The economy had experienced a heart attack, Business Secretary Vince Cable told an audience at an event on Wednesday organised by the think tank Politeia. Recuperation is slow, uncertain and takes a very long time, so you should not expect at this relatively early stage that we would be sprinting down the track like Jessica Ennis.
But there are hopeful signs in that unemployment is much lower than feared, and, though it is less widely appreciated, we have avoided some of the big mistakes of earlier crises. In sharp contrast to the 1930s, for example, the nations of the world have not resorted to protectionism and competitive devaluations, with the result that world trade continues to grow and can play a large part in stimulating global recovery.
Not so fast, said one of the audience. While it is true that there were no new tariff barriers or attempts to stifle the flows of physical goods, there had been a huge surge of protectionism in finance, much of it driven by regulators and encouraged by governments.
The whole cross-border nature of global finance was under attack with regulators demanding that banks be separately capitalised in each country where they operate, and a string of regulations which were national rather than international in their impact.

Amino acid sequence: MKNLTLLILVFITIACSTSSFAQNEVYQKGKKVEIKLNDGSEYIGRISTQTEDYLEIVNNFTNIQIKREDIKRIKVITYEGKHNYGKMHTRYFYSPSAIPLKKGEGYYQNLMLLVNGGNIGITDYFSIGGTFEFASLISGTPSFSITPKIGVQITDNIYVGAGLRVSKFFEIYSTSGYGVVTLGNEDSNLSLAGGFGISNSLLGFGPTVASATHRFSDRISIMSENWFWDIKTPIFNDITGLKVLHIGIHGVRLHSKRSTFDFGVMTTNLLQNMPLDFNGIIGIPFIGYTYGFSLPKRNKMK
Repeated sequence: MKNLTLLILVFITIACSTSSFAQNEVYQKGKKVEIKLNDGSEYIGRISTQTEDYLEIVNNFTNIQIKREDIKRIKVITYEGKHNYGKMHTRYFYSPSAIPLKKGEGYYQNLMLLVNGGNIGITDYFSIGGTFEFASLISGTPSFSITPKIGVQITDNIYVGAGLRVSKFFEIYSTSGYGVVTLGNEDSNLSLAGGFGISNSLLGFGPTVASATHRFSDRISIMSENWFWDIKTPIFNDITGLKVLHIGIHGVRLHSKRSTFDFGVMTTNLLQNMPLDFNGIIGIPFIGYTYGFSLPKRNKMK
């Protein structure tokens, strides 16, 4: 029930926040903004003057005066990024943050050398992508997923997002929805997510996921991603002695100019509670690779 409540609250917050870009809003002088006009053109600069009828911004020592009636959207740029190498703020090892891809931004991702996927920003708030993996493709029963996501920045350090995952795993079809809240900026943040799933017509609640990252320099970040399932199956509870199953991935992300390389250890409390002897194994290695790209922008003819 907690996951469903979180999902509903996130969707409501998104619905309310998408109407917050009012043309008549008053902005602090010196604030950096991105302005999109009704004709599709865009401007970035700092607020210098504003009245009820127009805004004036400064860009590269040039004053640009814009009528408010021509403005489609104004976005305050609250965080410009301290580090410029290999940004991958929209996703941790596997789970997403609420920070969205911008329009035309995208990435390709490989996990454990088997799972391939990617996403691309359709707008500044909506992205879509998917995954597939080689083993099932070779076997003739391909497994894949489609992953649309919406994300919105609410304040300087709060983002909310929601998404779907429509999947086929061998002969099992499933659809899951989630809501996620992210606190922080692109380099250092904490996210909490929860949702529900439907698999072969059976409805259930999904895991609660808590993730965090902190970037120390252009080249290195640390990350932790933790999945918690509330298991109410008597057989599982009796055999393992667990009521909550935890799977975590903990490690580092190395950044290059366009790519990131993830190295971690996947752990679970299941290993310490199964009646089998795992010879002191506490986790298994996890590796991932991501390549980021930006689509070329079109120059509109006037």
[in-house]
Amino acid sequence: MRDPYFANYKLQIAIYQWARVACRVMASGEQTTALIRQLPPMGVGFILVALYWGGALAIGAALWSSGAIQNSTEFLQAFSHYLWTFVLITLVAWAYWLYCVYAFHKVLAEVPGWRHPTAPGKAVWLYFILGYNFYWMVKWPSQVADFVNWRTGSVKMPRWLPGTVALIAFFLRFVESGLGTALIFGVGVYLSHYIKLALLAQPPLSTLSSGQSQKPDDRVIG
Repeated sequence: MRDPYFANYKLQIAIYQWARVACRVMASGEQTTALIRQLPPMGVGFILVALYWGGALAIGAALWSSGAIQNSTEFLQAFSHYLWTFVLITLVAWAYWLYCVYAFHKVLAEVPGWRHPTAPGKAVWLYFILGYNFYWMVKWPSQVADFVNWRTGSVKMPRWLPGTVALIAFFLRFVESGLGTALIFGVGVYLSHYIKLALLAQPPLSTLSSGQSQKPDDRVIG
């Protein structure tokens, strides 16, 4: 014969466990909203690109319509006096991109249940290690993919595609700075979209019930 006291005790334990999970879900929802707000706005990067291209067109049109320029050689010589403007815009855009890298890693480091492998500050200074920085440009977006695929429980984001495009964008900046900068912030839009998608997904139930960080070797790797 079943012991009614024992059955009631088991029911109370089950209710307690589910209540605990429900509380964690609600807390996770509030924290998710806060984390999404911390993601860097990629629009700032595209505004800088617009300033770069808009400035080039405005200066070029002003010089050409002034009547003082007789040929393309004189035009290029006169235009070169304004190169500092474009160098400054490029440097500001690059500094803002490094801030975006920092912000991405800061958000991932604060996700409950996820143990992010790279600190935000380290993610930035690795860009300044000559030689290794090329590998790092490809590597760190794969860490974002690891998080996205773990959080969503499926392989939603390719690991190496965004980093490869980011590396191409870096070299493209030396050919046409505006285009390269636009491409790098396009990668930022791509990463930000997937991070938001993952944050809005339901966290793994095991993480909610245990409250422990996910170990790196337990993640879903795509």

Cross-border lending had plunged and, from being global a few years ago, finance was becoming increasingly balkanised. This made it more costly, less efficient and less able to serve the needs of the global economy and would, in his view, have huge consequences in the medium term for global growth and recovery from the current stagnation.
The obvious riposte, from others in the audience rather than the business secretary, was that the banks had brought this on themselves and politicians were merely taking steps to try to stop something similar happening again.
The point is valid nevertheless. You could stop serious road accidents by imposing a 5mph speed limit on the nation's roads, but the costs would outweigh the benefits. There is a severe risk that we are trying to do the equivalent in banking and fail to realise that we will pay a high price for excessive safety.
It is tempting to dismiss all complaints by bankers as self serving, but this is too important for that and there are signs that regulators round the world are beginning to feel a bit uneasy about piling too much on too fast.
Some say privately that they would like to be significantly less stringent but their difficulty is that they have so little wriggle room. Banks remain so unpopular that no politician or public official wants to be accused of doing them favours.